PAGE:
With respect to the specific example you quoted of the NAO report on complex procurement I would point out that the NAO identified a lack of systemic assessment of skills for projects outside those in the £200 bn portfolio of Government's major projects. By definition it recognised that there is an assessment for these major projects. This is an important initiative which has been developed since the last time the Committee sat to review OGC. As a result of this process I can assure the Committee that it is not the case that all of these Major Projects are at risk through skills and capability gaps and indeed this was recognised by the NAO in the summary and main body of its report. It also clearly identified the Departments as having primary responsibility for skills and capability development, supported by OGC.

  There is much to be done but progress is being made and I look forward to discussing areas for development with the Committee in the near future.

What are you doing to ensure that the relevant departments act to address these deficiencies (as identified by the PCRs)?

  Each department has been required to publish, as part of the PCR process, an action plan which sets out how the departments will act to address the issues identified in the Review. I meet with Permanent Secretaries on a six monthly basis to review action against those plans.

  Where the PCRs have identified issues that affect the government procurement service as a whole, OGC is now in the process of setting up cross-departmental best practice sharing groups on key cross-government issues—for example Supplier Relationship Management.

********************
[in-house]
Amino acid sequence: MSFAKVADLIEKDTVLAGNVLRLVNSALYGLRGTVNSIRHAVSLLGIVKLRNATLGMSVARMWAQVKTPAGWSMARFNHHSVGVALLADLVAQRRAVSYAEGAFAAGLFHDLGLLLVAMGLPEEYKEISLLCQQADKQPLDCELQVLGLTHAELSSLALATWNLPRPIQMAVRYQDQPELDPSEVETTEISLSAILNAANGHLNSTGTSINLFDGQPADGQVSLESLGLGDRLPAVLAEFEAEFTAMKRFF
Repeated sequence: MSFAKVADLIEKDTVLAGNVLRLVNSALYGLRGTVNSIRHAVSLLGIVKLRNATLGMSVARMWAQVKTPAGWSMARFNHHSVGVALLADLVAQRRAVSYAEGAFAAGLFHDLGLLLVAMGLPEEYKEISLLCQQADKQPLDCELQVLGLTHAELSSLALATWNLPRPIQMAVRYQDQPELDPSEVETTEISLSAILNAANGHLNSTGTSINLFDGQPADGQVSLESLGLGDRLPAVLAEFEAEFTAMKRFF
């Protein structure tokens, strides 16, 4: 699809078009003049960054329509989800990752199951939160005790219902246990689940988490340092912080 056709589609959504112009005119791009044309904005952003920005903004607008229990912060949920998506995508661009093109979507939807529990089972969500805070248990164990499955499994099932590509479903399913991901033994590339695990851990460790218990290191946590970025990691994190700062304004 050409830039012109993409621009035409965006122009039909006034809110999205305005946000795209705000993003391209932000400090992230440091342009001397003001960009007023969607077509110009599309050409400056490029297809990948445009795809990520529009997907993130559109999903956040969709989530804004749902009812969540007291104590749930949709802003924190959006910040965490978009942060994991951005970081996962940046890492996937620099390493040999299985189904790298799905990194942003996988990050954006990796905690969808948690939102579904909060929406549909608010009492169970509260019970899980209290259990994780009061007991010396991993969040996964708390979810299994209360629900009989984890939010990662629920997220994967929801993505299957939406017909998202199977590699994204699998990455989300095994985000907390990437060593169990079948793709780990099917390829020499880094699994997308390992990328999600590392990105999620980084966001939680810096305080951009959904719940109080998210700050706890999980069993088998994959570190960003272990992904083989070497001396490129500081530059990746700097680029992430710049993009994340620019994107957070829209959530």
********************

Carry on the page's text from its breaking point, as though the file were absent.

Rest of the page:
Has the ruling affected the conduct of subsequent Gateway Reviews and, if so, how?

  The High Court hearing delivered its ruling in April 2008 following an Information Tribunal hearing in 2007. The High Court quashed the original Information Tribunal ruling on a point of parliamentary law and ordered that the case go back to a re-constituted Tribunal. This second Information Tribunal ruled in February 2009 that the ID cards reviews should be released since the public interest in the ID cards scheme, at the time of the initial FOI request, outweighed the public interest in protecting the Gateway process.

  Both the Judge at High Court and the final Information Tribunal stated that they did not disagree with the Ministry of Justice working assumption that directs that Gateway reviews under two years old will, in most cases, have key information withheld when requested under FOI. The Information Tribunal also stated in it's ruling that neither it nor the Information Commissioner believe that all Gateway reviews should be published.

  The ruling has not, thus far, materially affected the conduct of Gateway reviews, nor has it necessitated a change in the way in which the OGC responds to FOI requests for Gateway reviews, which remains to follow the MOJ working assumption.

Have your staff cuts since 2007 left you with insufficient capacity?